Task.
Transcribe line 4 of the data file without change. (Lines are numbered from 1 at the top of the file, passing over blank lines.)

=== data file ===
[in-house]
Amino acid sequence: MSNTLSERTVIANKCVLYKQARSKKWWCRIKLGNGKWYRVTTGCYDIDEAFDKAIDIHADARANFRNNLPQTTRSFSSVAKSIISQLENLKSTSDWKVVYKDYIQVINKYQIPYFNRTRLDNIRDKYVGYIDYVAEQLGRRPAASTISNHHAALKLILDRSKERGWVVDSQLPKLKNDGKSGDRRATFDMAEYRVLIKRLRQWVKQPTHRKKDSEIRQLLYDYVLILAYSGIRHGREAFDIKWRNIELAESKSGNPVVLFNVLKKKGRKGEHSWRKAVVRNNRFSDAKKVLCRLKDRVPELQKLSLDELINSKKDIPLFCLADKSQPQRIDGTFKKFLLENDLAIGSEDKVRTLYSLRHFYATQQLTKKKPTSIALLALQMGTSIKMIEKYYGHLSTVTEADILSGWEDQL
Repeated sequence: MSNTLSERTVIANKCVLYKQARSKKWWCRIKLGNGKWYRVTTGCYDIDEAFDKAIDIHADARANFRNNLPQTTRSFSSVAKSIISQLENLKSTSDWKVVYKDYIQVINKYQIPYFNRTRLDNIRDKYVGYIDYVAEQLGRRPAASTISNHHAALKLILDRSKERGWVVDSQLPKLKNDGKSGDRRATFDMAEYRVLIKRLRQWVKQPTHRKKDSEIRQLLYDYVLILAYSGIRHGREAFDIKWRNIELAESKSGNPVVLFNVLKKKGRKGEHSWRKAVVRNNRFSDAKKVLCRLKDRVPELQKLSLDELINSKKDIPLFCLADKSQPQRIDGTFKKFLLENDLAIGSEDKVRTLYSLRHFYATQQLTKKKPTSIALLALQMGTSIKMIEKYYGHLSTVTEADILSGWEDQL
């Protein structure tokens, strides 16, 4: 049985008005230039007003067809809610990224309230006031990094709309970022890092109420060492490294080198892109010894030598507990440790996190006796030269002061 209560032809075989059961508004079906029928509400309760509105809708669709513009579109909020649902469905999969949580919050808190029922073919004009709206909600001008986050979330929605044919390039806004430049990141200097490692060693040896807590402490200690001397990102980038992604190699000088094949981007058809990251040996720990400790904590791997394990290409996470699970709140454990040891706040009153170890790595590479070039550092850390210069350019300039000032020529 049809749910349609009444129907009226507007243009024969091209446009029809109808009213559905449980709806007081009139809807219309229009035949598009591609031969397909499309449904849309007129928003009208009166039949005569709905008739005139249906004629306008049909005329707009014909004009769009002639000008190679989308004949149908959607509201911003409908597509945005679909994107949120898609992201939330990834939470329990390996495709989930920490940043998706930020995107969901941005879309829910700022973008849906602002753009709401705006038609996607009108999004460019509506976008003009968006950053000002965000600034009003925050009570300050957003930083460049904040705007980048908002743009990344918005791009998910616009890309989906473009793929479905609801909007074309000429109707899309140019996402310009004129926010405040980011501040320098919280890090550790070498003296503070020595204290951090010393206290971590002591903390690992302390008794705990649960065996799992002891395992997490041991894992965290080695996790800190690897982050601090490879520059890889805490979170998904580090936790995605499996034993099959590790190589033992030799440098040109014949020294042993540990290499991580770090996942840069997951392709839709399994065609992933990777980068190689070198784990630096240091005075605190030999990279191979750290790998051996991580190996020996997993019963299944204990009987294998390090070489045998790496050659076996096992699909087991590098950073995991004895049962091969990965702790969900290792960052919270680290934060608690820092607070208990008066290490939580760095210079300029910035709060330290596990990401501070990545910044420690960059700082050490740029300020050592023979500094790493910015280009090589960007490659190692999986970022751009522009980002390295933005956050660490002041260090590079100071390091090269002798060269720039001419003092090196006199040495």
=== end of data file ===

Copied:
């Protein structure tokens, strides 16, 4: 049985008005230039007003067809809610990224309230006031990094709309970022890092109420060492490294080198892109010894030598507990440790996190006796030269002061 209560032809075989059961508004079906029928509400309760509105809708669709513009579109909020649902469905999969949580919050808190029922073919004009709206909600001008986050979330929605044919390039806004430049990141200097490692060693040896807590402490200690001397990102980038992604190699000088094949981007058809990251040996720990400790904590791997394990290409996470699970709140454990040891706040009153170890790595590479070039550092850390210069350019300039000032020529 049809749910349609009444129907009226507007243009024969091209446009029809109808009213559905449980709806007081009139809807219309229009035949598009591609031969397909499309449904849309007129928003009208009166039949005569709905008739005139249906004629306008049909005329707009014909004009769009002639000008190679989308004949149908959607509201911003409908597509945005679909994107949120898609992201939330990834939470329990390996495709989930920490940043998706930020995107969901941005879309829910700022973008849906602002753009709401705006038609996607009108999004460019509506976008003009968006950053000002965000600034009003925050009570300050957003930083460049904040705007980048908002743009990344918005791009998910616009890309989906473009793929479905609801909007074309000429109707899309140019996402310009004129926010405040980011501040320098919280890090550790070498003296503070020595204290951090010393206290971590002591903390690992302390008794705990649960065996799992002891395992997490041991894992965290080695996790800190690897982050601090490879520059890889805490979170998904580090936790995605499996034993099959590790190589033992030799440098040109014949020294042993540990290499991580770090996942840069997951392709839709399994065609992933990777980068190689070198784990630096240091005075605190030999990279191979750290790998051996991580190996020996997993019963299944204990009987294998390090070489045998790496050659076996096992699909087991590098950073995991004895049962091969990965702790969900290792960052919270680290934060608690820092607070208990008066290490939580760095210079300029910035709060330290596990990401501070990545910044420690960059700082050490740029300020050592023979500094790493910015280009090589960007490659190692999986970022751009522009980002390295933005956050660490002041260090590079100071390091090269002798060269720039001419003092090196006199040495």